The prospective embargo from the European Union - agreed yesterday (4 January) - along with tough American financial measures signed into law by President Barack Obama on New Year's Eve, form a concerted Western campaign to impose sanctions over Iran's nuclear programme.
Iran says its nuclear programme is strictly peaceful, but Western countries say a November UN report shows it has sought to build an atomic bomb. Talks between Tehran and major powers broke down a year ago.
Diplomats said EU envoys had held talks on Iran in the last days of December, and that any objections to an oil embargo had been dropped - notably from crisis-hit Greece which gets a third of its oil from Iran, relying on Tehran's lenient financing. Spain and Italy are also big buyers.
"A lot of progress has been made," one EU diplomat said, speaking on condition of anonymity. "The principle of an oil embargo is agreed. It is not being debated any more."
EU diplomats in Brussels said member countries had not yet agreed on how soon the embargo should take effect and were still debating other possible sanctions.
France has said it wants the embargo and other sanctions agreed at a meeting of the EU's foreign ministers at the end of this month. Paris also seeks a ban on transactions with the Iranian central bank, similar to what Washington has imposed.
Prime Minister Mario Monti said Italy was ready to back an oil embargo as long as it was imposed gradually and deliveries to repay Tehran's debts to Italian energy firm ENI were exempted.
US welcomes news from Brussels
US State Department spokeswoman Victoria Nuland called the EU moves "the kinds of steps that we would like to see not just from our close allies and partners in places like Europe but from countries around the world".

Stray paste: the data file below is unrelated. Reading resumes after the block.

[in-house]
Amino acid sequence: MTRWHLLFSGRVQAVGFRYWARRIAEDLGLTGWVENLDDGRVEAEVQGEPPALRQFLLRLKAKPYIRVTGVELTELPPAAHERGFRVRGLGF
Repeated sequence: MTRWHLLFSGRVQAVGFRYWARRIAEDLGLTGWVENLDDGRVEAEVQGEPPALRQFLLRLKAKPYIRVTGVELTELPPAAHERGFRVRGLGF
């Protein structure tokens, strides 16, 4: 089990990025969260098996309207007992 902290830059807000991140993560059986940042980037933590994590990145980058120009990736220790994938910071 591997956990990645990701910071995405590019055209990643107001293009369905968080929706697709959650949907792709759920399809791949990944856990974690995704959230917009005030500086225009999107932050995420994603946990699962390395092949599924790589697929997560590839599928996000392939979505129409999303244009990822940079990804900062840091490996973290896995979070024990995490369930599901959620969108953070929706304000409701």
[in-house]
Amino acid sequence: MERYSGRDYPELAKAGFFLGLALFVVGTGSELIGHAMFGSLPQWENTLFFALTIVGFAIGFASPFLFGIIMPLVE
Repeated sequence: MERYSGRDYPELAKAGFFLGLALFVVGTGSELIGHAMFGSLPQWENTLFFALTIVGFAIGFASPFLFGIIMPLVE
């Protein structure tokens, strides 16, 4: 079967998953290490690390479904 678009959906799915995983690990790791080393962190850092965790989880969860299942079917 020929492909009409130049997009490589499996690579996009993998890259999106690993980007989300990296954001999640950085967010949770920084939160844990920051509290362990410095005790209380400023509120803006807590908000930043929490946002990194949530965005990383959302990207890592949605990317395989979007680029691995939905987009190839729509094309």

"We do believe that this is consistent with tightening the noose on Iran economically," she said.
A US Treasury official said Tehran's oil revenues could be choked off without disrupting global oil markets.
The embargo will force Tehran to find other buyers for oil. EU countries buy about 450,000 barrels per day (bpd) of Iran's 2.6 million bpd in exports, making the bloc collectively the second largest market for Iranian crude after China.
Tehran dismisses threats
Tehran insisted it would have no trouble: "We could very easily replace these customers," said S.M. Qamsari, international director of the National Iranian Oil Co.
But the new US sanctions have already made it difficult for Iran to keep its customers, and could force it to offer steep discounts to countries willing to risk doing business with it, hurting its revenues.
Biggest trading partner China, driving a hard bargain, has cut its orders of Iranian oil by more than half this month.
Western countries have imposed various sanctions on Iran for years with little impact. But the latest measures are qualitatively different, directly targeting Iran's oil industry, which forms 60% of its economy.
Most traders expect Iran will still find buyers for its crude, mostly in Asia, but it is going to have to offer substantial discounts, cutting back the revenue that the state relies on to subsidise basic goods for its citizens.
Tougher sanctions appear to be having an impact already on Iran's streets, where prices for foodstuffs are soaring. The rial currency has lost 40% of its value against the dollar over the past month.
Currency exchanges have shut in Tehran and Iranians have queued to withdraw their savings from banks and buy dollars.
That economic hardship is being felt by the public two months before a parliamentary election, Iran's first since a disputed 2009 presidential vote that led to massive street demonstrations, put down violently by Iran's rulers.
Iran's leaders are anxious to prevent any popular unrest, especially after the Arab Spring revolts last year showed the vulnerability of Middle Eastern governments to street protest.
Iran has warned that any steps to cut its oil exports could cause havoc in international oil markets at a time of global economic pain. In recent weeks it has also resorted to increasingly aggressive military sabre-rattling.